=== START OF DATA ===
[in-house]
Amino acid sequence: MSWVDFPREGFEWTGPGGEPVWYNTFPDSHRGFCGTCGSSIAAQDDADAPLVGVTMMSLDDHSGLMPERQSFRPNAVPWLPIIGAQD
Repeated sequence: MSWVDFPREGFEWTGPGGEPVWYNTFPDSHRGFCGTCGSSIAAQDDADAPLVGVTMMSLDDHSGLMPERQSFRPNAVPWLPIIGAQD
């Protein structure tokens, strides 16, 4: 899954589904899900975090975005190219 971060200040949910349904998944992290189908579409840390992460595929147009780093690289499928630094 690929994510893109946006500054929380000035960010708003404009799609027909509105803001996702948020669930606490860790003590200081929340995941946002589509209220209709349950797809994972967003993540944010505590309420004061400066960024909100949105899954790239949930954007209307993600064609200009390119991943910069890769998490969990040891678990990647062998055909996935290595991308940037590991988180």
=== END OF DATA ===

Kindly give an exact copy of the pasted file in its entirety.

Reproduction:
[in-house]
Amino acid sequence: MSWVDFPREGFEWTGPGGEPVWYNTFPDSHRGFCGTCGSSIAAQDDADAPLVGVTMMSLDDHSGLMPERQSFRPNAVPWLPIIGAQD
Repeated sequence: MSWVDFPREGFEWTGPGGEPVWYNTFPDSHRGFCGTCGSSIAAQDDADAPLVGVTMMSLDDHSGLMPERQSFRPNAVPWLPIIGAQD
């Protein structure tokens, strides 16, 4: 899954589904899900975090975005190219 971060200040949910349904998944992290189908579409840390992460595929147009780093690289499928630094 690929994510893109946006500054929380000035960010708003404009799609027909509105803001996702948020669930606490860790003590200081929340995941946002589509209220209709349950797809994972967003993540944010505590309420004061400066960024909100949105899954790239949930954007209307993600064609200009390119991943910069890769998490969990040891678990990647062998055909996935290595991308940037590991988180």